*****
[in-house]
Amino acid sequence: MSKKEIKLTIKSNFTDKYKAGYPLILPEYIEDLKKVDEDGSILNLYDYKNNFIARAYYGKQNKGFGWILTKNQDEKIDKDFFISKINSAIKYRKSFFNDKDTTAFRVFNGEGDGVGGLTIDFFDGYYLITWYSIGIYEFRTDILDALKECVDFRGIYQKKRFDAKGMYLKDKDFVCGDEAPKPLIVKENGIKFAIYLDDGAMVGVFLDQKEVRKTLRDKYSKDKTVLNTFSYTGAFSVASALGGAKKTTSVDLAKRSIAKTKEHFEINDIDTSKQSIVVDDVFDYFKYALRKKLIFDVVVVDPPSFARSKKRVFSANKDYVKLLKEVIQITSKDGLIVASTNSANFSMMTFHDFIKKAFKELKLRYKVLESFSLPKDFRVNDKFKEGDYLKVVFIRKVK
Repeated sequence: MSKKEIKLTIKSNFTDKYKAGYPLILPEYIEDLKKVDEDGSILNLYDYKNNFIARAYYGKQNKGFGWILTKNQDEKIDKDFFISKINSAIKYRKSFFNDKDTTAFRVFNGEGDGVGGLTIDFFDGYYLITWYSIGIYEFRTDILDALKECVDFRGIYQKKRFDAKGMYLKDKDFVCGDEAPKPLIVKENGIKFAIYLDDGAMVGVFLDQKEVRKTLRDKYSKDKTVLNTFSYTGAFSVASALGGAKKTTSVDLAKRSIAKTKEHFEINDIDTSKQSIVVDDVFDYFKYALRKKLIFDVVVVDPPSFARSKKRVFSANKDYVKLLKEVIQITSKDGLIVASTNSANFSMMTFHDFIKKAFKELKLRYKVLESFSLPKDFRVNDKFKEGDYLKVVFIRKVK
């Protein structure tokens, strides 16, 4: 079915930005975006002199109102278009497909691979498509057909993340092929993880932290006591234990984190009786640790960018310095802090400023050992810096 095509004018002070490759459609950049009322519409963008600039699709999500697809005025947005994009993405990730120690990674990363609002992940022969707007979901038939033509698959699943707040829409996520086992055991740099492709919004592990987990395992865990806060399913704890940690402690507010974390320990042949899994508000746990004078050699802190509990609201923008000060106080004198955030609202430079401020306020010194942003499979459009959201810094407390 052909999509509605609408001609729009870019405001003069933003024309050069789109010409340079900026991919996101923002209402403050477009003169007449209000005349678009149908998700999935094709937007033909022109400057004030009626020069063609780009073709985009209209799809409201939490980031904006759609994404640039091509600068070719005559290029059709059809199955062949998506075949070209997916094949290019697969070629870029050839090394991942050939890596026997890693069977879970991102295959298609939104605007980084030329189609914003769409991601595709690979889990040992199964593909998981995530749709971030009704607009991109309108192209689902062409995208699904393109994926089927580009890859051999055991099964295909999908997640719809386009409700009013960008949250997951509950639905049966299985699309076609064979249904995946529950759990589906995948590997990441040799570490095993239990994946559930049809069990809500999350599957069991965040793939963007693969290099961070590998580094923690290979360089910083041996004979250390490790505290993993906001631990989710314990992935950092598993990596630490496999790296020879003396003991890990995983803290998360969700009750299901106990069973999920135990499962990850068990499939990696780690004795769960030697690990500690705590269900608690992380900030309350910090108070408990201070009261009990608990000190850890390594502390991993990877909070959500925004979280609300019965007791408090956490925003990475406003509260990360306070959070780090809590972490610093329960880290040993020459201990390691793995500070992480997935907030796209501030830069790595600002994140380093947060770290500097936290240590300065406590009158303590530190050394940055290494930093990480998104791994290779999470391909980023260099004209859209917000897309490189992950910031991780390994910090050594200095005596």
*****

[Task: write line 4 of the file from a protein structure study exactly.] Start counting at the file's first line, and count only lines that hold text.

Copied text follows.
């Protein structure tokens, strides 16, 4: 079915930005975006002199109102278009497909691979498509057909993340092929993880932290006591234990984190009786640790960018310095802090400023050992810096 095509004018002070490759459609950049009322519409963008600039699709999500697809005025947005994009993405990730120690990674990363609002992940022969707007979901038939033509698959699943707040829409996520086992055991740099492709919004592990987990395992865990806060399913704890940690402690507010974390320990042949899994508000746990004078050699802190509990609201923008000060106080004198955030609202430079401020306020010194942003499979459009959201810094407390 052909999509509605609408001609729009870019405001003069933003024309050069789109010409340079900026991919996101923002209402403050477009003169007449209000005349678009149908998700999935094709937007033909022109400057004030009626020069063609780009073709985009209209799809409201939490980031904006759609994404640039091509600068070719005559290029059709059809199955062949998506075949070209997916094949290019697969070629870029050839090394991942050939890596026997890693069977879970991102295959298609939104605007980084030329189609914003769409991601595709690979889990040992199964593909998981995530749709971030009704607009991109309108192209689902062409995208699904393109994926089927580009890859051999055991099964295909999908997640719809386009409700009013960008949250997951509950639905049966299985699309076609064979249904995946529950759990589906995948590997990441040799570490095993239990994946559930049809069990809500999350599957069991965040793939963007693969290099961070590998580094923690290979360089910083041996004979250390490790505290993993906001631990989710314990992935950092598993990596630490496999790296020879003396003991890990995983803290998360969700009750299901106990069973999920135990499962990850068990499939990696780690004795769960030697690990500690705590269900608690992380900030309350910090108070408990201070009261009990608990000190850890390594502390991993990877909070959500925004979280609300019965007791408090956490925003990475406003509260990360306070959070780090809590972490610093329960880290040993020459201990390691793995500070992480997935907030796209501030830069790595600002994140380093947060770290500097936290240590300065406590009158303590530190050394940055290494930093990480998104791994290779999470391909980023260099004209859209917000897309490189992950910031991780390994910090050594200095005596």